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Original Research ARTICLE Provisionally accepted The full-text will be published soon. Notify me

Front. Neurol. | doi: 10.3389/fneur.2019.01232

Intrathecal, not systemic inflammation is correlated with Multiple Sclerosis severity, especially in Progressive Multiple Sclerosis

  • 1National Institute of Allergy and Infectious Diseases (NIAID), United States

Objective
To test the hypothesis that Multiple Sclerosis (MS) patients have increased peripheral inflammation compared to healthy donors and that this systemic activation of the immune system, reflected by acute phase reactants (APRs) measured in the blood, contributes to intrathecal inflammation, which in turn contributes to the development of disability in MS.
Methods
Eight serum APRs measured in a prospectively-collected cross-sectional cohort with a total of 51 healthy donors and 291 untreated MS patients were standardized and assembled into related biomarker clusters to derive global measures of systemic inflammation. The resulting APR clusters were compared between diagnostic categories and correlated to equivalently-derived cerebrospinal fluid (CSF) biomarkers of innate and adaptive immunity. Finally, correlations were calculated between biomarkers of systemic and intrathecal inflammation and MS severity measures, which predict future rates of disability progression.
Results
While two blood APR clusters were elevated in MS patients, only one exhibited a weak correlation with MS severity. All CSF inflammation clusters, except CSF albumin, correlated with at least one measure of MS severity, with biomarkers of humoral adaptive immunity exhibiting the strongest correlations, especially in Progressive MS.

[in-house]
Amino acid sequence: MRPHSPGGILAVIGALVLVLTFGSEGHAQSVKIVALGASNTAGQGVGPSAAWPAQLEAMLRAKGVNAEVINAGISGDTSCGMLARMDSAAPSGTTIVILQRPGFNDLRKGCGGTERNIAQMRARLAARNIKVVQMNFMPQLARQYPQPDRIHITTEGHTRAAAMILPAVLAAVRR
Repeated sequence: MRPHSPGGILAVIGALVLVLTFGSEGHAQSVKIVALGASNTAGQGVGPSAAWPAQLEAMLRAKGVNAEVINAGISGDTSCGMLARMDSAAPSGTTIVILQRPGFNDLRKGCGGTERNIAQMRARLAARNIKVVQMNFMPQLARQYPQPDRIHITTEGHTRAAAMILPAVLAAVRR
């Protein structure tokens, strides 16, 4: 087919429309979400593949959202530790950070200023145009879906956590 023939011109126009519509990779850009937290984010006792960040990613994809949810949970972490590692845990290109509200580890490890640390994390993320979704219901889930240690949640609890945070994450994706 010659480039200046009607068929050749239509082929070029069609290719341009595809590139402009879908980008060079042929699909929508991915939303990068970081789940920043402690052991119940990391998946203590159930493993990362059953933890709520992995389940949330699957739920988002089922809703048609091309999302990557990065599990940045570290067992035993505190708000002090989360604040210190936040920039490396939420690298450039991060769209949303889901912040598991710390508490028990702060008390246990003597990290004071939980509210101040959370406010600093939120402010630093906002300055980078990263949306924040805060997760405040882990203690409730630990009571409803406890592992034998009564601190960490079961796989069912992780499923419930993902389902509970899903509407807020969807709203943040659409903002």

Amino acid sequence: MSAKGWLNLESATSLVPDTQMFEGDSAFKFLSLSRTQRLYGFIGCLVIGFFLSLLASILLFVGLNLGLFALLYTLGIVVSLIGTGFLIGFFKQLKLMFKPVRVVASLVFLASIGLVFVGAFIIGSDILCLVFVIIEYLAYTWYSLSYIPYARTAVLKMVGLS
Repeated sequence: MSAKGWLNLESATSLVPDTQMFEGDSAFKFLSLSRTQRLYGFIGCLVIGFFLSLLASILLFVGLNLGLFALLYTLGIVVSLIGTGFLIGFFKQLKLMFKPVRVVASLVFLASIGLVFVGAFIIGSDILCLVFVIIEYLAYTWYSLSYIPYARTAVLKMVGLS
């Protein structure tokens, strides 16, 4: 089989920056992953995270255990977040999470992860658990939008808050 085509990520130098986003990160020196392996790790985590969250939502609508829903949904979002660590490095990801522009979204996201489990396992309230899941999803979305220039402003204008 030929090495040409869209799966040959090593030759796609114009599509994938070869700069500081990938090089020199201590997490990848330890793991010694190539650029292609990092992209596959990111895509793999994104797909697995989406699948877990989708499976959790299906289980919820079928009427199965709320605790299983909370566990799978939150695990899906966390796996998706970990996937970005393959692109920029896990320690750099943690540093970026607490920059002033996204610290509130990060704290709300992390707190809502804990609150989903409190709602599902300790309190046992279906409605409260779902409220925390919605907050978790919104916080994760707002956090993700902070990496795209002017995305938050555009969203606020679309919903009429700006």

Conclusion
Systemic inflammation does not appear to be strongly associated with intrathecal inflammation in MS. Positive correlations between markers of intrathecal inflammation, especially of humoral immunity, with MS severity measures support a pathogenic role of intrathecal (compartmentalized) inflammation in central nervous system tissue destruction, including in Progressive MS.

Keywords: Multiple Sclerosis, Inflammation, Systemic infections, Cerebrospinal Fluid, Adaptive Immunity, T cells, Acute phase reactant, Progressive multiple sclerosis, B cells, innate immunity

Received: 09 Aug 2019; Accepted: 05 Nov 2019.

Copyright: © 2019 Milstein, Barbour, Jackson, Kosa and Bielekova. This is an open-access article distributed under the terms of the Creative Commons Attribution License (CC BY). The use, distribution or reproduction in other forums is permitted, provided the original author(s) and the copyright owner(s) are credited and that the original publication in this journal is cited, in accordance with accepted academic practice. No use, distribution or reproduction is permitted which does not comply with these terms.

* Correspondence: Mx. Bibiana Bielekova, National Institute of Allergy and Infectious Diseases (NIAID), Bethesda, MD 20892-9807, Maryland, United States, Bibi.Bielekova@nih.gov